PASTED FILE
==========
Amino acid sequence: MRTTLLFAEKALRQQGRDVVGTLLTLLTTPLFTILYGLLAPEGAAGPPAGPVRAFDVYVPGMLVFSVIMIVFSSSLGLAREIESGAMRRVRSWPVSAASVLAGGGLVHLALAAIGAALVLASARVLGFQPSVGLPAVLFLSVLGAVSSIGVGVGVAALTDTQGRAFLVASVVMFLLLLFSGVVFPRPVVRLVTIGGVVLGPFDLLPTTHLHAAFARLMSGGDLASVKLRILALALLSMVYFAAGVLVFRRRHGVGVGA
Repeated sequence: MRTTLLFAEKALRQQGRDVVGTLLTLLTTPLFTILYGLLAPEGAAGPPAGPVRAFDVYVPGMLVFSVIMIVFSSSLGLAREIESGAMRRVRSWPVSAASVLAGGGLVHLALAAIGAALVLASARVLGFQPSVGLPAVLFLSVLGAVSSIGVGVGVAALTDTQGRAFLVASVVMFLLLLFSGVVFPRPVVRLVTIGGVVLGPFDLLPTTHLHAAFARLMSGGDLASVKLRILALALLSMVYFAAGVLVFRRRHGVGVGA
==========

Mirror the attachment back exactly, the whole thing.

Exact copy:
Amino acid sequence: MRTTLLFAEKALRQQGRDVVGTLLTLLTTPLFTILYGLLAPEGAAGPPAGPVRAFDVYVPGMLVFSVIMIVFSSSLGLAREIESGAMRRVRSWPVSAASVLAGGGLVHLALAAIGAALVLASARVLGFQPSVGLPAVLFLSVLGAVSSIGVGVGVAALTDTQGRAFLVASVVMFLLLLFSGVVFPRPVVRLVTIGGVVLGPFDLLPTTHLHAAFARLMSGGDLASVKLRILALALLSMVYFAAGVLVFRRRHGVGVGA
Repeated sequence: MRTTLLFAEKALRQQGRDVVGTLLTLLTTPLFTILYGLLAPEGAAGPPAGPVRAFDVYVPGMLVFSVIMIVFSSSLGLAREIESGAMRRVRSWPVSAASVLAGGGLVHLALAAIGAALVLASARVLGFQPSVGLPAVLFLSVLGAVSSIGVGVGVAALTDTQGRAFLVASVVMFLLLLFSGVVFPRPVVRLVTIGGVVLGPFDLLPTTHLHAAFARLMSGGDLASVKLRILALALLSMVYFAAGVLVFRRRHGVGVGA